The biblical support of this model and the inherent accountability that Akin assumes are strengths. Garrett points out that this model tends to reduce the role of the congregation to one of only calling and ordination of pastor and staff, purchasing property, and discipline.[5] Additionally, another weakness of this model is the tendency to drift towards autocracy that Akin himself warns against.



[1] Brand, Chad Owen, and R. Stanton Norman. ed. Perspectives on Church Government: 5 Views. (Nashville: B & H Publishing Group, 2005), 65.

[2] Ibid, 64.

[3] Ibid, 66.

[4] Ibid.

[5] Ibid, 79.

Thursday, August 11, 2011

Church Government - Part 1 Introduction

**This series began as an assignment for my studies at Liberty Baptist Theological Seminary**

INTRODUCTION

Church government should be a topic of interest to every Christian yet in the experience of the author a rather small percentage of congregations actually understand different models of governance much less the model their own church utilizes. At first glance, there would seem to be only a few models of governance from which to choose. Morris offers a description of only three models, episcopacy, Presbyterianism, and congregationalism, which seems to be all encompassing.[1] Welch expands on this by adding the monarchial system of governance in which he sees the Roman Catholic Church.[2] For Welch’s purpose in discussing church administration, this is likely sufficient. However, ecclesiology is not so simple. Fortunately, the rubric for the current assignment only calls for a discussion of five models of church government. The following is a brief description of each as identified in Perspectives on Church Government; 5 Views.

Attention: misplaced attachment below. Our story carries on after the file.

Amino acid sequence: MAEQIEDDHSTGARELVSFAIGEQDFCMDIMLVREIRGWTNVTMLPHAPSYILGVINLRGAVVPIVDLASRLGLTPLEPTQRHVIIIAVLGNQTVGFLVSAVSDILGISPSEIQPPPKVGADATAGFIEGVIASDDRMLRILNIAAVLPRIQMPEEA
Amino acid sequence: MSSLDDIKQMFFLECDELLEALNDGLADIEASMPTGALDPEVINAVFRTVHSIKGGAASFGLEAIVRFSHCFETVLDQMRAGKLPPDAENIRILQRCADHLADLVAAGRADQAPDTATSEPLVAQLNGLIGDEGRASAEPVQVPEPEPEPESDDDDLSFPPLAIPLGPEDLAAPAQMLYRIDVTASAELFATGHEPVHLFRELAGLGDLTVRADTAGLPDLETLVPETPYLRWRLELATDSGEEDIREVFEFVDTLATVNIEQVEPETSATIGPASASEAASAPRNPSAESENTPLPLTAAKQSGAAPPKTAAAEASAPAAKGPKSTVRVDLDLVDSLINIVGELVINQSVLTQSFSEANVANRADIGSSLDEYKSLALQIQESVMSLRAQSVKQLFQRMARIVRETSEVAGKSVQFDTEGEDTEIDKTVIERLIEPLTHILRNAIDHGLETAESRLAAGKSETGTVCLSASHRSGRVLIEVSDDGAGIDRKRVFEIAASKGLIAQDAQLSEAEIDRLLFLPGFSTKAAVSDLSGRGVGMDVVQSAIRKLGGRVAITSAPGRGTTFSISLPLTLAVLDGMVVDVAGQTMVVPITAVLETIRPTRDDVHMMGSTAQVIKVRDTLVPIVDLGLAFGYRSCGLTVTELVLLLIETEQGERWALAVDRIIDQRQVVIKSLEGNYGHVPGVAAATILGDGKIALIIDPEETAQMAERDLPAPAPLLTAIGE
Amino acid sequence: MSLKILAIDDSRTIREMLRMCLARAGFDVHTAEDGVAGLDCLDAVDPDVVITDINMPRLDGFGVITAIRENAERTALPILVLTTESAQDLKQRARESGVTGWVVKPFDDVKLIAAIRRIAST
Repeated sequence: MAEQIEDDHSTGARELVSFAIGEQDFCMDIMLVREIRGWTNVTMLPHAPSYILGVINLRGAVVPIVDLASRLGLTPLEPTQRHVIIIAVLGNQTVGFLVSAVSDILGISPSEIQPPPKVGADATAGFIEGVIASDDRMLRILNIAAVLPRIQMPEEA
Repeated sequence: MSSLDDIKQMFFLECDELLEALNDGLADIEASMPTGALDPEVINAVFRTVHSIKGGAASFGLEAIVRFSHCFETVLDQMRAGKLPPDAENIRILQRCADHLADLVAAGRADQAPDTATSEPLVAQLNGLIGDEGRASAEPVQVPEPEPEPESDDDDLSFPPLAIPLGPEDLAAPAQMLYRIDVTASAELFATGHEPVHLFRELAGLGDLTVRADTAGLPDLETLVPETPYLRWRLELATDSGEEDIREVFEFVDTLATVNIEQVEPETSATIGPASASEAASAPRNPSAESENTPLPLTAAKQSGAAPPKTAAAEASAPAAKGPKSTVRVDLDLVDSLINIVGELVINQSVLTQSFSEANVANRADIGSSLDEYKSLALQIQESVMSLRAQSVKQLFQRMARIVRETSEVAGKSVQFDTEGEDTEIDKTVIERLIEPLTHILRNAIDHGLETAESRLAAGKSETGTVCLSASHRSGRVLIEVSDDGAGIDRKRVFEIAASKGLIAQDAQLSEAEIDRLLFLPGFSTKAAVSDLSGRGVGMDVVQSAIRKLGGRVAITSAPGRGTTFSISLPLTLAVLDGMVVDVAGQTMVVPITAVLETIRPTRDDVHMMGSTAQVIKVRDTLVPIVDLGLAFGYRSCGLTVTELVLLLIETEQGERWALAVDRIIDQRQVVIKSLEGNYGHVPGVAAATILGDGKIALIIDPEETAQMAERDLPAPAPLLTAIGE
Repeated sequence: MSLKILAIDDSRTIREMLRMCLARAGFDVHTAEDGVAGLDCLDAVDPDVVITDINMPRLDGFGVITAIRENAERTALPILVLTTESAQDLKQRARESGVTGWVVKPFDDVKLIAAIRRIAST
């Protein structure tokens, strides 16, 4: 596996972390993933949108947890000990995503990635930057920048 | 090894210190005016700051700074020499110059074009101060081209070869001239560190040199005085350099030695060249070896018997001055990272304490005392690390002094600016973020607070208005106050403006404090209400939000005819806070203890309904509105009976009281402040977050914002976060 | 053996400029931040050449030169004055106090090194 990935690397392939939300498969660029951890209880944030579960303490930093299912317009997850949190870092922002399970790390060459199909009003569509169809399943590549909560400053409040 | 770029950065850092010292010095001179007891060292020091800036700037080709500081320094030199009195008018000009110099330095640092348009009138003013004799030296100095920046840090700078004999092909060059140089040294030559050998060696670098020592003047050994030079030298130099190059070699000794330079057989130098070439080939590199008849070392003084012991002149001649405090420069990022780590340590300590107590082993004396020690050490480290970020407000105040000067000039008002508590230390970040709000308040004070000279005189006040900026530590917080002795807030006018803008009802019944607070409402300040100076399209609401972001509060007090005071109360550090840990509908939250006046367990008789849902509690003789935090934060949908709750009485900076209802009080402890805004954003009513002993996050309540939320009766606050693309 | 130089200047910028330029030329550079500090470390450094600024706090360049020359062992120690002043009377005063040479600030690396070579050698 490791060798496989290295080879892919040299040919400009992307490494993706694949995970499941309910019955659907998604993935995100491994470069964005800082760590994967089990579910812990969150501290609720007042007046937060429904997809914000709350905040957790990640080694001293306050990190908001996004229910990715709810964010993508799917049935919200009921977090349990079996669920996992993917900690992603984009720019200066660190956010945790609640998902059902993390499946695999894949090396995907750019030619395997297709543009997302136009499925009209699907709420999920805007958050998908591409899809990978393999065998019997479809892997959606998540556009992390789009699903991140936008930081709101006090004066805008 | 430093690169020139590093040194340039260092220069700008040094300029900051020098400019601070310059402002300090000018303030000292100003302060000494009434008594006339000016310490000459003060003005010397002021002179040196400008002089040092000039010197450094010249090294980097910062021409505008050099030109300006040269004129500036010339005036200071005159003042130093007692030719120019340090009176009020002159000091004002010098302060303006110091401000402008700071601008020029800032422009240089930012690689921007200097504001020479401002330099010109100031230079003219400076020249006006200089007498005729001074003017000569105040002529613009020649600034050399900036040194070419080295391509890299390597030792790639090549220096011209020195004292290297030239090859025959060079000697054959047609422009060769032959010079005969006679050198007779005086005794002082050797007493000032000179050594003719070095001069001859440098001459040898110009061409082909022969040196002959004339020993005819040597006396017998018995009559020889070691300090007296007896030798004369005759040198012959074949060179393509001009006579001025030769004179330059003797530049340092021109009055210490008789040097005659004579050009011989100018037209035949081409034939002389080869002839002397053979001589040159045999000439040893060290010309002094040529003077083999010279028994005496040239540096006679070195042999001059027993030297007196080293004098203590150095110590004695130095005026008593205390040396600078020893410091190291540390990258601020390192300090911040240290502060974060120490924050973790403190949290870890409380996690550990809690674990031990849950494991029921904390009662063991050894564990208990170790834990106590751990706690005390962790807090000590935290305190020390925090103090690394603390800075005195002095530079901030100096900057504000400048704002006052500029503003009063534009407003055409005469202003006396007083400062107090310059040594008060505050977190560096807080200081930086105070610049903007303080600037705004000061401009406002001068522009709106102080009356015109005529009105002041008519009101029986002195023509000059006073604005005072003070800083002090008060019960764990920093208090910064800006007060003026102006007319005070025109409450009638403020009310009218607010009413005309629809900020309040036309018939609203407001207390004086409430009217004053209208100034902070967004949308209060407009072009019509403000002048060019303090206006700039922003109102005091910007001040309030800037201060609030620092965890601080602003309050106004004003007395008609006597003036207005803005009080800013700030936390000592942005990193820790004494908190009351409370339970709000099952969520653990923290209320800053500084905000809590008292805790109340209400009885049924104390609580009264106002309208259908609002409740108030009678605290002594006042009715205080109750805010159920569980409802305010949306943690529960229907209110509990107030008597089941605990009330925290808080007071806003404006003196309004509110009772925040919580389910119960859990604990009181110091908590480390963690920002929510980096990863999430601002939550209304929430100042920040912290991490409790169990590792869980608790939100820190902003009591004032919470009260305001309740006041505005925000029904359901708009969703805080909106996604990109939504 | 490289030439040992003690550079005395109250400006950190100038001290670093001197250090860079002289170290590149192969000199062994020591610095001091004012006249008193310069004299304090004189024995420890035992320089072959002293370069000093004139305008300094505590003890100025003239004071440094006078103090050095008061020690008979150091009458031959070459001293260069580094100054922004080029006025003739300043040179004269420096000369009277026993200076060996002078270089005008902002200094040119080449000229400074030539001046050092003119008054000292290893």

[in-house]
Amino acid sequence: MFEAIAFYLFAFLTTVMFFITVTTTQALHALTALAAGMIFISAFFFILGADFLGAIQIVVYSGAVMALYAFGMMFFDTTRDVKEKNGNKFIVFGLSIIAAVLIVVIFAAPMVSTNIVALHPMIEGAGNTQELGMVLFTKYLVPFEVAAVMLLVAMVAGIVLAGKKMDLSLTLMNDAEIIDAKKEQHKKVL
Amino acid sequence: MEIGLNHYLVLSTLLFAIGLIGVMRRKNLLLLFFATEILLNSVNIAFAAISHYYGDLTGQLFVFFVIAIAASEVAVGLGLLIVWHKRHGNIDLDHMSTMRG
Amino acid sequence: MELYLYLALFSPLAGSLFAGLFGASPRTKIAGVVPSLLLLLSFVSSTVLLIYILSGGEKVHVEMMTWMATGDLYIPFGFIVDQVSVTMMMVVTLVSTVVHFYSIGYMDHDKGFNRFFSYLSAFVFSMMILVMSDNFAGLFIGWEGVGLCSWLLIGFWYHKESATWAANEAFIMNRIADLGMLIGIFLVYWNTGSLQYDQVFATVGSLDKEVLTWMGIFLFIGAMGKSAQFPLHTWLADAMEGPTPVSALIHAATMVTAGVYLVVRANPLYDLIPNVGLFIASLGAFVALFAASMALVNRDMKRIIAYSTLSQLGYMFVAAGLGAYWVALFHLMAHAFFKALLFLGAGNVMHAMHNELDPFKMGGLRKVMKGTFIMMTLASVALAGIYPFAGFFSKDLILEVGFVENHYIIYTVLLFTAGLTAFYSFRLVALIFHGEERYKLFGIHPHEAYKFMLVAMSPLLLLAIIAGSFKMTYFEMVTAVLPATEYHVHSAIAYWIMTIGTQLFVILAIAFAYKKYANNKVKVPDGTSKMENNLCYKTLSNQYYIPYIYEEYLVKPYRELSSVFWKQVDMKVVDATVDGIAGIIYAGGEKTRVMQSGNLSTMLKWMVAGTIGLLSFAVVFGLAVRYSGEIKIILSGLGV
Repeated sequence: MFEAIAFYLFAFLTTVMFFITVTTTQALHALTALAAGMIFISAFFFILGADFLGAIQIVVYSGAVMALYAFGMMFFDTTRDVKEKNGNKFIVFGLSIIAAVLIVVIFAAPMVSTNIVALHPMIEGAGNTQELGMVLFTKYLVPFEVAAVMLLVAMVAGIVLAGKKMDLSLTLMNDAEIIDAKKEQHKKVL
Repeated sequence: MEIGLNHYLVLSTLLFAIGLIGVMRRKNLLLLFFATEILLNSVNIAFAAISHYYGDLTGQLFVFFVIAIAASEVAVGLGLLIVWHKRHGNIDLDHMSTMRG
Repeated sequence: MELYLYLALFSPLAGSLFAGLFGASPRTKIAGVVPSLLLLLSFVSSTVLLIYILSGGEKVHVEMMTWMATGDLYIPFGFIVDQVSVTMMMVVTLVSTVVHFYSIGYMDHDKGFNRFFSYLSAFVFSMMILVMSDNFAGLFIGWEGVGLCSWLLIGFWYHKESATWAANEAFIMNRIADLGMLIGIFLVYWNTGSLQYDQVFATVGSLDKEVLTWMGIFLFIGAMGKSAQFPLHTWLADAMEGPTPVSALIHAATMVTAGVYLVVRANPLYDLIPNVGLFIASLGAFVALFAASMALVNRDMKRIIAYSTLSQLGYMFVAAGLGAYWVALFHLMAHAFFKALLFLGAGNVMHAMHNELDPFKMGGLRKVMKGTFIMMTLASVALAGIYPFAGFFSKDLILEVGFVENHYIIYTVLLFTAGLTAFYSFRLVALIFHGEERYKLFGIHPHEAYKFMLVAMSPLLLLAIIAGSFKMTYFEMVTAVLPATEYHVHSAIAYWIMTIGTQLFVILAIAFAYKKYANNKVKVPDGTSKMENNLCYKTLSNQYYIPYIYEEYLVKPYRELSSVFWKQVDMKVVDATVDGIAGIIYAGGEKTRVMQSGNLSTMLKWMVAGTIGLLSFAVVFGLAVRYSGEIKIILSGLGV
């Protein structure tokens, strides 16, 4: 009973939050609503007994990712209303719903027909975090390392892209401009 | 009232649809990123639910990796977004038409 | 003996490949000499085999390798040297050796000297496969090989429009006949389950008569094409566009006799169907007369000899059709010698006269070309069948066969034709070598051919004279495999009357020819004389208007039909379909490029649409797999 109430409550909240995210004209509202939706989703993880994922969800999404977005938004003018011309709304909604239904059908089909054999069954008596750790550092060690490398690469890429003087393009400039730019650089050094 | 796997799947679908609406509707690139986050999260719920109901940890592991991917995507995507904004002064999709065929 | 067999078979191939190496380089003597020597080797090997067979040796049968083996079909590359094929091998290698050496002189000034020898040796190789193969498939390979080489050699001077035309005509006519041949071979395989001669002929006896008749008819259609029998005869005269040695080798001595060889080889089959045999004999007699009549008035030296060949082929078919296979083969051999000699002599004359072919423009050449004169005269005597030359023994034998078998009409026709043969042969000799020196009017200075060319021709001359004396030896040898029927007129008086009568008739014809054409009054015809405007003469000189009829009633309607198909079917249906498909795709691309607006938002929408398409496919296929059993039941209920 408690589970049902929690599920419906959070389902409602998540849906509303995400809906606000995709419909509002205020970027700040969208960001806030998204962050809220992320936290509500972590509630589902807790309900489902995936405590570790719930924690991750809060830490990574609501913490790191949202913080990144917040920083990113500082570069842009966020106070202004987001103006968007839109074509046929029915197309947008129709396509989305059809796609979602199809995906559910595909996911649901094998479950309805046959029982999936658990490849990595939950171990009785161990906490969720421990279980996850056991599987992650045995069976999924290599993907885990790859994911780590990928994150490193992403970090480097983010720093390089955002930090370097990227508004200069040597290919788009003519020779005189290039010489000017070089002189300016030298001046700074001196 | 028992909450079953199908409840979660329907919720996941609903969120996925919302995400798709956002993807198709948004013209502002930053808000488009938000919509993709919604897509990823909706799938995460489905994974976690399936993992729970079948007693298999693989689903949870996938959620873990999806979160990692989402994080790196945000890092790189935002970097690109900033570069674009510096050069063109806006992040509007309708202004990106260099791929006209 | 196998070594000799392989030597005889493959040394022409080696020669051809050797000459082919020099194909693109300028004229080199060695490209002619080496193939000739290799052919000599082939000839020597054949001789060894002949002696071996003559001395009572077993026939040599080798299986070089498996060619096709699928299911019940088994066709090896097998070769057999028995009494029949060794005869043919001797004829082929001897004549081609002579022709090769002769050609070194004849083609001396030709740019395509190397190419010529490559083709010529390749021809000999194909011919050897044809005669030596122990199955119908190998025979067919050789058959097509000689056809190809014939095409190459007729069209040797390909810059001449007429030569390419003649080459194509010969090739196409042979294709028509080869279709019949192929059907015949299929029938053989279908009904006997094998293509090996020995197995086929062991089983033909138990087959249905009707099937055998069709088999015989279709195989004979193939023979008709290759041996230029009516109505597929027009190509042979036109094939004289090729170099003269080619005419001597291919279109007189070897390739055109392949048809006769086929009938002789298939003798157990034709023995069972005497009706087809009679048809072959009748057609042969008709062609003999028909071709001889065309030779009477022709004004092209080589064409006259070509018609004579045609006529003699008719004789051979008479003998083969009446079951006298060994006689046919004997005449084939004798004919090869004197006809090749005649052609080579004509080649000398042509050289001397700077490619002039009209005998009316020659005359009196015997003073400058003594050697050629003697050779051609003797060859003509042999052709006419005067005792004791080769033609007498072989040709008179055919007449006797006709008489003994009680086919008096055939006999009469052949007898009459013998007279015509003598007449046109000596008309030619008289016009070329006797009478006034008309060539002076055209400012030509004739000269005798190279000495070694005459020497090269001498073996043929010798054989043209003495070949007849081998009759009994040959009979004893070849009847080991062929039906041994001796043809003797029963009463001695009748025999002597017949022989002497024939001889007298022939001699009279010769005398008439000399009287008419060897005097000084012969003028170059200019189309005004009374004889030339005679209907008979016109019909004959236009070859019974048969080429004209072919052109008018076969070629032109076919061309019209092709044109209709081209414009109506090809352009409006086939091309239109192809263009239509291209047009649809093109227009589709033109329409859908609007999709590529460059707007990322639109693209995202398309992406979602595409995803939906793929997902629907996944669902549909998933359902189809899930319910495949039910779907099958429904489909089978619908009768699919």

[1] Elwell, Walter A., ed. Evangelical Dictionary of Theology 2nd Edition. (Grand Rapids: Baker Academic, 2001), 256-57.

[2] Welch, Robert H. Church Administration: Creating Efficiency for Effective Ministry. (Nashville: B & H Publishing Group, 2005), 66.

Saturday, August 06, 2011

REVIEW: The Necessity of Prayer

Bounds, E. M. The Necessity of Prayer. Baker Book House (1976), ISBN 0-8010-0659-7. Digitized by Harry Platinga, 1994.

Available: http://www.ccel.org/ccel/bounds/necessity.toc.html.

Elwell and Comfort define prayer as the addressing and petitioning of God and describe it as a feature of many, if not all religions.[1] E. M. Bounds[2] was very much in tune with this and very carefully argues the case for the necessity of prayer in the life of the Christian with meticulous attention to detail. Bounds was a man of prayer and his commitment to prayer is well documented in the books he authored. The Necessity of Prayer begins with two chapters focused on prayer and faith. Bounds brings to our attention the fact that one must have faith in the existence of the Unseen before it is possible to attempt to reach out to Him in prayer. This reaching out must also be done on a daily basis. Bounds goes on in a logical progression spending extended periods on faith, obedience, importunity, and the Word of God in his treatment of the necessity of prayer. As he makes each point, Bounds is careful to support his views with Scripture and examples which serve to explain each point being made.